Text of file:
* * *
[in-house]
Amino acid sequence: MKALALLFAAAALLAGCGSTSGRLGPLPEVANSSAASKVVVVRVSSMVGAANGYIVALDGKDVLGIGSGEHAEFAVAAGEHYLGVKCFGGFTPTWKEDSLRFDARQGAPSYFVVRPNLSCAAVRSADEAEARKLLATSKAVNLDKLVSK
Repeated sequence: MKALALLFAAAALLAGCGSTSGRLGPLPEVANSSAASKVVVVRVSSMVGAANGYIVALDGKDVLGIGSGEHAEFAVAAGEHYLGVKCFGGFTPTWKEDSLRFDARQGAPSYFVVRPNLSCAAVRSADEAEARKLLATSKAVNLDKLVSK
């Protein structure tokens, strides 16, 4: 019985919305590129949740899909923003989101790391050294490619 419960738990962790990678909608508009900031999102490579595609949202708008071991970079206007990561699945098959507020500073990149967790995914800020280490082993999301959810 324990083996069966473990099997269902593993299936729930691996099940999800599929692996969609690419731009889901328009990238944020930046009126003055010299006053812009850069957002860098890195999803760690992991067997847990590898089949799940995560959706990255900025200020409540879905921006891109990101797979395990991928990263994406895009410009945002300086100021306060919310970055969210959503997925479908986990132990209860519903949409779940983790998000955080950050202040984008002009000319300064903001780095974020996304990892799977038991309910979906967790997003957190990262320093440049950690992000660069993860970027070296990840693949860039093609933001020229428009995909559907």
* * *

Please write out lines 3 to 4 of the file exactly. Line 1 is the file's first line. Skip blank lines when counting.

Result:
Repeated sequence: MKALALLFAAAALLAGCGSTSGRLGPLPEVANSSAASKVVVVRVSSMVGAANGYIVALDGKDVLGIGSGEHAEFAVAAGEHYLGVKCFGGFTPTWKEDSLRFDARQGAPSYFVVRPNLSCAAVRSADEAEARKLLATSKAVNLDKLVSK
């Protein structure tokens, strides 16, 4: 019985919305590129949740899909923003989101790391050294490619 419960738990962790990678909608508009900031999102490579595609949202708008071991970079206007990561699945098959507020500073990149967790995914800020280490082993999301959810 324990083996069966473990099997269902593993299936729930691996099940999800599929692996969609690419731009889901328009990238944020930046009126003055010299006053812009850069957002860098890195999803760690992991067997847990590898089949799940995560959706990255900025200020409540879905921006891109990101797979395990991928990263994406895009410009945002300086100021306060919310970055969210959503997925479908986990132990209860519903949409779940983790998000955080950050202040984008002009000319300064903001780095974020996304990892799977038991309910979906967790997003957190990262320093440049950690992000660069993860970027070296990840693949860039093609933001020229428009995909559907």